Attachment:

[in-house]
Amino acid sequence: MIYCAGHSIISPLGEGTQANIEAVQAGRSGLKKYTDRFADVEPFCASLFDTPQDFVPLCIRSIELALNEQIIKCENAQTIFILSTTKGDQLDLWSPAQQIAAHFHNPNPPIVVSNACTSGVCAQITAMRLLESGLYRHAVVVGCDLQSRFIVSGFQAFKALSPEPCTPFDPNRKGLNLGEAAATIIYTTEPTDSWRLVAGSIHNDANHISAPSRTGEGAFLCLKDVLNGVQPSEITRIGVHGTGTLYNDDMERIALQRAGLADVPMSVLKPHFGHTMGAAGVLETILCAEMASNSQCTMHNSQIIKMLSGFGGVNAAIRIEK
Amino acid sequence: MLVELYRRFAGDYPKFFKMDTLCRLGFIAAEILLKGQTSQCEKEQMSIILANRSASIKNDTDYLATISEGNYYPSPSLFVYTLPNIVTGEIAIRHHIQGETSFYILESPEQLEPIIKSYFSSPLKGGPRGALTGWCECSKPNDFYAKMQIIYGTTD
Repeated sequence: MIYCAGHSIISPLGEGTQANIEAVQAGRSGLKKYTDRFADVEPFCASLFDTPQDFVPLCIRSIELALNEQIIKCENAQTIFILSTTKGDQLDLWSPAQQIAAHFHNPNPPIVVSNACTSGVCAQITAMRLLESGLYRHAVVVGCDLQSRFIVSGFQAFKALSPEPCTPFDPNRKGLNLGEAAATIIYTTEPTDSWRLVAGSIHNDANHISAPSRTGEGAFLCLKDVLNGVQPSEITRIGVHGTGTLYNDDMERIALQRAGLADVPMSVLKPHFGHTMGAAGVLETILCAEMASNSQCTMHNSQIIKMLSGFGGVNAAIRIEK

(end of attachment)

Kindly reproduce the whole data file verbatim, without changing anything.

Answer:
[in-house]
Amino acid sequence: MIYCAGHSIISPLGEGTQANIEAVQAGRSGLKKYTDRFADVEPFCASLFDTPQDFVPLCIRSIELALNEQIIKCENAQTIFILSTTKGDQLDLWSPAQQIAAHFHNPNPPIVVSNACTSGVCAQITAMRLLESGLYRHAVVVGCDLQSRFIVSGFQAFKALSPEPCTPFDPNRKGLNLGEAAATIIYTTEPTDSWRLVAGSIHNDANHISAPSRTGEGAFLCLKDVLNGVQPSEITRIGVHGTGTLYNDDMERIALQRAGLADVPMSVLKPHFGHTMGAAGVLETILCAEMASNSQCTMHNSQIIKMLSGFGGVNAAIRIEK
Amino acid sequence: MLVELYRRFAGDYPKFFKMDTLCRLGFIAAEILLKGQTSQCEKEQMSIILANRSASIKNDTDYLATISEGNYYPSPSLFVYTLPNIVTGEIAIRHHIQGETSFYILESPEQLEPIIKSYFSSPLKGGPRGALTGWCECSKPNDFYAKMQIIYGTTD
Repeated sequence: MIYCAGHSIISPLGEGTQANIEAVQAGRSGLKKYTDRFADVEPFCASLFDTPQDFVPLCIRSIELALNEQIIKCENAQTIFILSTTKGDQLDLWSPAQQIAAHFHNPNPPIVVSNACTSGVCAQITAMRLLESGLYRHAVVVGCDLQSRFIVSGFQAFKALSPEPCTPFDPNRKGLNLGEAAATIIYTTEPTDSWRLVAGSIHNDANHISAPSRTGEGAFLCLKDVLNGVQPSEITRIGVHGTGTLYNDDMERIALQRAGLADVPMSVLKPHFGHTMGAAGVLETILCAEMASNSQCTMHNSQIIKMLSGFGGVNAAIRIEK